Second, this study only uses a self-reported and hypothetical measure of willingness to take the risk of becoming infected with Sars-Cov2 in order to be protected from the disease for a period of time. Whether their actual behaviour is based upon such risk attitudes deserves further investigation. In addition, self-reported measures of psychological constructs such as trait anxiety or psychological closeness with others, and self-reported measures of economic characteristics (unemployment, income) may be affected by reporting biases (e.g., social norms). It would thus be worth testing the robustness of our findings with data including more objective measures. For instance, one may examine the spatial and time correlations between the dynamics of some economic measures of economic uncertainty or some clinical indicators of population-level anxiety, and the dynamics of the pandemic.
Third, the study design did not allow us to test directly whether making explicit the idea that contracting COVID-19 could grant immunity to the virus has a causal impact on the WiRE. We have only examined the associations between anxiety and the WiRE conditional on this framing. A future replication of this study in the similar context of a pandemic may thus include an experimental random treatment, whereby subjects could be assigned to either a framing or a no-framing condition.
Fourth, the survey was distributed at the very beginning of the pandemic, when vaccines were not available. It would be interesting to reconduct the same survey both in rich countries, where vaccines are available, but a prevention fatigue has emerged (as shown by the street protests against restrictions), and in countries where vaccines are not yet widely available.
Overall, this study examined 18 to 35 years old living in France during the COVID-19 pandemic in April of 2020. We draw from our findings, three important implications for public health communication strategies. First, the motives for self-protection or self-exposure are very heterogeneous, and different categories of young adults are likely to be sensitive to different messages. Second, public communication should avoid increasing perceived uncertainty about the health effects of the virus, or about the social and economic consequences of the outbreak, as this may foster anxiety and therefore increase risk exposure, especially when vaccines are not yet available. The governments’ economic and social measures related to COVID should be complemented by specific actions related to mental health. This would also help increase compliance with public health recommendations. Finally, an emerging concern is that public finances have been severely impacted by the pandemic. The coming pressure for reducing public debts and deficits could have damaging consequences for public health budgets, especially in the mental health sector, that should not be underestimated.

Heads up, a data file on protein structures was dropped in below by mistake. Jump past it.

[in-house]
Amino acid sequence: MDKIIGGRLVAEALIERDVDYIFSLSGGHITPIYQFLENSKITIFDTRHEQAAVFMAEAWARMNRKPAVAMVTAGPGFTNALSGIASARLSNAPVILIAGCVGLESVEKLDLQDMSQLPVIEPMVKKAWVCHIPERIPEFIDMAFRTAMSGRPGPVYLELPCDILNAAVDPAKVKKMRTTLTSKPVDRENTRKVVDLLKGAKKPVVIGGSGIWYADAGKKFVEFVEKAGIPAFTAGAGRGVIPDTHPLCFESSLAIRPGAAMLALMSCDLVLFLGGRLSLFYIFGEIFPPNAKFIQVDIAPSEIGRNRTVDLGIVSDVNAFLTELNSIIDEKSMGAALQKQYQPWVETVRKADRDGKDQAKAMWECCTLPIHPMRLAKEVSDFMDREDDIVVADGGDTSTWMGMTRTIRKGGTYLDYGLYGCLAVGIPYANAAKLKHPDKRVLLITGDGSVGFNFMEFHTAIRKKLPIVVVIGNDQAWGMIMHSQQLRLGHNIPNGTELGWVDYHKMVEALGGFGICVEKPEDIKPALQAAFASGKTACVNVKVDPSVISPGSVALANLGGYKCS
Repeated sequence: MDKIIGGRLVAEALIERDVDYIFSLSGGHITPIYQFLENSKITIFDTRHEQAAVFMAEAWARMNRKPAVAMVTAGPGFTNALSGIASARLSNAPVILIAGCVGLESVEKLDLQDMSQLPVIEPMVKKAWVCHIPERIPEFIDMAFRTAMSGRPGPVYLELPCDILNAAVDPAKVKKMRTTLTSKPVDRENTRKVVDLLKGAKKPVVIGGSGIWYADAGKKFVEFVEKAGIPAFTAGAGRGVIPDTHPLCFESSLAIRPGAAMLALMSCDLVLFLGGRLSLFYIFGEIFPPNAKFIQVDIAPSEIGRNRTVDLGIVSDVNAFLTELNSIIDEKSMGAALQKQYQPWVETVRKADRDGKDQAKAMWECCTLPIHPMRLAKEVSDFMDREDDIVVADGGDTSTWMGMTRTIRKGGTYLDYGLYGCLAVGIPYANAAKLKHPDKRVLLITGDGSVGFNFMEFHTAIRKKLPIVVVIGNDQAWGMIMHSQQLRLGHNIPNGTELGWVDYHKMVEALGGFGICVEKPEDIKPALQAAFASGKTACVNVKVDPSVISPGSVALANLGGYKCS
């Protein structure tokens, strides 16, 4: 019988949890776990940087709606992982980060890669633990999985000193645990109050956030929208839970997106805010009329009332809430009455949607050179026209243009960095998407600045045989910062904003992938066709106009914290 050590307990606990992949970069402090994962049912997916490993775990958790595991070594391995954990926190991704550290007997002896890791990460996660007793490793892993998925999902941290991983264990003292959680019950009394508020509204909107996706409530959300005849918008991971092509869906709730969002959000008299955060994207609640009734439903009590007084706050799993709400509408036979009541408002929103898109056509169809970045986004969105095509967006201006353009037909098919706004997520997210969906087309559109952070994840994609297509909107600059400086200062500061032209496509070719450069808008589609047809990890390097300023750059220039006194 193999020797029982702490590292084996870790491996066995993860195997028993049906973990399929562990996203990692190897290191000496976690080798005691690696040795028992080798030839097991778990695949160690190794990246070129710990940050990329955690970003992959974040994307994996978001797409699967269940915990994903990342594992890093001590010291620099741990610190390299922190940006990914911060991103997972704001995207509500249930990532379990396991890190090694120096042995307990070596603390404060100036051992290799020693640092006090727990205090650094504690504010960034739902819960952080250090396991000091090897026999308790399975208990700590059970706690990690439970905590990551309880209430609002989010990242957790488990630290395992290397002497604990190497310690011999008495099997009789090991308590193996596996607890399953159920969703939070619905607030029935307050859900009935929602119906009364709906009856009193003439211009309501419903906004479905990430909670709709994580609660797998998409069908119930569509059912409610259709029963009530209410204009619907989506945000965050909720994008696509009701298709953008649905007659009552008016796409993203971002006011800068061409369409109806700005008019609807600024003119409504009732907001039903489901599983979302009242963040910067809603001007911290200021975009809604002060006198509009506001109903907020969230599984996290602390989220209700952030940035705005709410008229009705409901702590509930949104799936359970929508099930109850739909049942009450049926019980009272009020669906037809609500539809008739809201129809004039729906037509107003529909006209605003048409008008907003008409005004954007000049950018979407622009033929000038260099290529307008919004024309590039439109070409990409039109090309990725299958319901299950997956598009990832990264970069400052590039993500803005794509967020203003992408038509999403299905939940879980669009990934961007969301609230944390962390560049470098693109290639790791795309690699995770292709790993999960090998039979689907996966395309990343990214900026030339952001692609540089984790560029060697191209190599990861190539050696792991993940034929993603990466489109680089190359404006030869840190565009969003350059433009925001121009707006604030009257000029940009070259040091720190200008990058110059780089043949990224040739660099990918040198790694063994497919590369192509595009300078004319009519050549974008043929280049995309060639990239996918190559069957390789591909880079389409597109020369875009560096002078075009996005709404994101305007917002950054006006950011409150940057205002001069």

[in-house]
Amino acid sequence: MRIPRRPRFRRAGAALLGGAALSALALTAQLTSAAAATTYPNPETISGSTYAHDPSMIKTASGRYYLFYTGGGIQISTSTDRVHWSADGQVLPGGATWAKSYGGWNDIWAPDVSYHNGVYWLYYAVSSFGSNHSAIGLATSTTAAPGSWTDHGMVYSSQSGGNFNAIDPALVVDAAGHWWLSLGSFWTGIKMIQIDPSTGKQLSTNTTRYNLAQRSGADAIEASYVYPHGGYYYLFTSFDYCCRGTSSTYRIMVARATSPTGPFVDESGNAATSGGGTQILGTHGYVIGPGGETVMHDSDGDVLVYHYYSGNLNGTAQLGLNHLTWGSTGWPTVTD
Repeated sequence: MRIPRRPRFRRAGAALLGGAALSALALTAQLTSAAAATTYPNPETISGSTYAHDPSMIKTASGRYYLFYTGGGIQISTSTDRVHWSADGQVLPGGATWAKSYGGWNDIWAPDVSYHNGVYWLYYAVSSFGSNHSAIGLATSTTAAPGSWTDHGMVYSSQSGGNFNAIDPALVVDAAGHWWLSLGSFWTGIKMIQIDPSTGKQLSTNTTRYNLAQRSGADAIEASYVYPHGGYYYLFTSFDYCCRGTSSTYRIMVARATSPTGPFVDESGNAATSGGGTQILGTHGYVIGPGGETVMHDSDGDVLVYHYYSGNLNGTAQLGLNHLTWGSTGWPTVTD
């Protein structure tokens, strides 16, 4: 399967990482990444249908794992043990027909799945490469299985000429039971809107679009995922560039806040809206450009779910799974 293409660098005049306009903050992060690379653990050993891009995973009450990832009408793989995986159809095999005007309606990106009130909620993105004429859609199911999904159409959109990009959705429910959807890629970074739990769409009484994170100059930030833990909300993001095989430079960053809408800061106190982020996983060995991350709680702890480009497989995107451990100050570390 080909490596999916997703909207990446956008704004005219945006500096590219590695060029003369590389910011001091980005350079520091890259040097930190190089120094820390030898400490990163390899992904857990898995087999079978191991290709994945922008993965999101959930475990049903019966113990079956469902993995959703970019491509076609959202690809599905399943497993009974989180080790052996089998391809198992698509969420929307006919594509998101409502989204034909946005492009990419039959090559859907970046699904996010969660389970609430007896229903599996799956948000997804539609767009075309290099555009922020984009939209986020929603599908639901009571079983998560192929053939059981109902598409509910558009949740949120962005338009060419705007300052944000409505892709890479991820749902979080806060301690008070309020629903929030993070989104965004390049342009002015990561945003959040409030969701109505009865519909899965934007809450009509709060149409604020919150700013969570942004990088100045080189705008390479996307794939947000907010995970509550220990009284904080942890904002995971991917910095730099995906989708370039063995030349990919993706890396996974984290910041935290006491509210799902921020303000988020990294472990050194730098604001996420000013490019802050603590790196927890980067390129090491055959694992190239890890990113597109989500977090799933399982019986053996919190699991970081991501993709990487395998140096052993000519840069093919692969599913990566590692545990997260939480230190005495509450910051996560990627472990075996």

The authors are grateful to all participants for providing the data used in this study.
- 1. Fontanet A, Cauchemez S. COVID-19 herd immunity: where are we? Nature Reviews Immunology. 2020;20(10):583–4. pmid:32908300
- 2. Alvarez FE, Argente D, Lippi F. A simple planning problem for covid-19 lockdown. National Bureau of Economic Research Working Paper (Preprint). 2020;26981.
- 3. Giordano G, Blanchini F, Bruno R, Colaneri P, Di Filippo A, Di Matteo A, et al. Modelling the COVID-19 epidemic and implementation of population-wide interventions in Italy. Nature medicine. 2020;26:855–60. pmid:32322102
- 4. Kucharski AJ, Klepac P, Conlan A, Kissler SM, Tang M, Fry H, et al. Effectiveness of isolation, testing, contact tracing and physical distancing on reducing transmission of SARS-CoV-2 in different settings. medRxiv. 2020:2020.04.23.20077024. pmid:32559451
- 5. Fenichel EP, Castillo-Chavez C, Ceddia MG, Chowell G, Parra PAG, Hickling GJ, et al. Adaptive human behavior in epidemiological models. Proceedings of the National Academy of Sciences. 2011;108(15):6306–11. pmid:21444809
- 6. Toxvaerd F. Equilibrium social distancing. Cambridge-INET Working Paper Series (Preprint). 2020;08.
- 7. Geoffard P-Y, Philipson T. Rational Epidemics and Their Public Control. International Economic Review. 1996;37(3):603–24.
- 8. Reluga TC, Li J. Games of age-dependent prevention of chronic infections by social distancing. Journal of mathematical biology. 2013;66(7):1527–53. pmid:22610396
- 9. Schwarzinger M, Watson V, Arwidson P, Alla F, Luchini S. COVID-19 vaccine hesitancy in a representative working-age population in France: a survey experiment based on vaccine characteristics. The Lancet Public Health. 2021;6(4):e210–e21. pmid:33556325
- 10. Dror AA, Eisenbach N, Taiber S, Morozov NG, Mizrachi M, Zigron A, et al. Vaccine hesitancy: the next challenge in the fight against COVID-19. European journal of epidemiology. 2020;35(8):775–9. pmid:32785815